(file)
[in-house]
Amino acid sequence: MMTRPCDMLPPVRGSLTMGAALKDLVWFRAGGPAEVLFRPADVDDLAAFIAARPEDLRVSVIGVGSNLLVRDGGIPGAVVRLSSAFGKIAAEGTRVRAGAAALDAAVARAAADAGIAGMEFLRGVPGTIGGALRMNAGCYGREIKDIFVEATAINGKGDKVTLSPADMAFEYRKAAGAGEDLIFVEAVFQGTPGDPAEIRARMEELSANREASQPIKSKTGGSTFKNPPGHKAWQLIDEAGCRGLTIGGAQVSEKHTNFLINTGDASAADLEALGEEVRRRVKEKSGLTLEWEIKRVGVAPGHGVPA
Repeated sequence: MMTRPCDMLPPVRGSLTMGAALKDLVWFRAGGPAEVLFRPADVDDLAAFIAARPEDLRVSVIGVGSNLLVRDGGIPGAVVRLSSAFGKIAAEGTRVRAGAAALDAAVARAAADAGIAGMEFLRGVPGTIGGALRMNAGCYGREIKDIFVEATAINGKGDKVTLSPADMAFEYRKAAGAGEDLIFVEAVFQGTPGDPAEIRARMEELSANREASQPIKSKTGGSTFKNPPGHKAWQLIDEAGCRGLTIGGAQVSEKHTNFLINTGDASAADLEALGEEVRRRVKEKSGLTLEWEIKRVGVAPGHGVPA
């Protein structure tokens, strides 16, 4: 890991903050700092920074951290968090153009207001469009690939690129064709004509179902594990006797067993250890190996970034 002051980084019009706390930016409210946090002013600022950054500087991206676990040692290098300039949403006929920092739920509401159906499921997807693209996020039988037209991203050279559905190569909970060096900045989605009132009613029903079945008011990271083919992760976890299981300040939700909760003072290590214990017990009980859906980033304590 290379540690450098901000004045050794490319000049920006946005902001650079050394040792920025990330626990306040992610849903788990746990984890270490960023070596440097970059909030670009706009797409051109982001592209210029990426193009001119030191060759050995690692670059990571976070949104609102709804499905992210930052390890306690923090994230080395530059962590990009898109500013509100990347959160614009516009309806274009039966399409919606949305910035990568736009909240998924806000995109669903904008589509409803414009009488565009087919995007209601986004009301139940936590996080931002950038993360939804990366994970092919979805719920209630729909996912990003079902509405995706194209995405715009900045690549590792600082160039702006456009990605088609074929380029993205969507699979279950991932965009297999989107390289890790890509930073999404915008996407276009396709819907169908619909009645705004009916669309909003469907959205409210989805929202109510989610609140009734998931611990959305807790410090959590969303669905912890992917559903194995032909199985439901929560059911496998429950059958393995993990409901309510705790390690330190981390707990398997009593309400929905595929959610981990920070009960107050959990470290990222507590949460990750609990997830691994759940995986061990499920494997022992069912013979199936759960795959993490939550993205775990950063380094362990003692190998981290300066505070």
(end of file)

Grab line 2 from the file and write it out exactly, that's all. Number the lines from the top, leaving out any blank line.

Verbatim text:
Amino acid sequence: MMTRPCDMLPPVRGSLTMGAALKDLVWFRAGGPAEVLFRPADVDDLAAFIAARPEDLRVSVIGVGSNLLVRDGGIPGAVVRLSSAFGKIAAEGTRVRAGAAALDAAVARAAADAGIAGMEFLRGVPGTIGGALRMNAGCYGREIKDIFVEATAINGKGDKVTLSPADMAFEYRKAAGAGEDLIFVEAVFQGTPGDPAEIRARMEELSANREASQPIKSKTGGSTFKNPPGHKAWQLIDEAGCRGLTIGGAQVSEKHTNFLINTGDASAADLEALGEEVRRRVKEKSGLTLEWEIKRVGVAPGHGVPA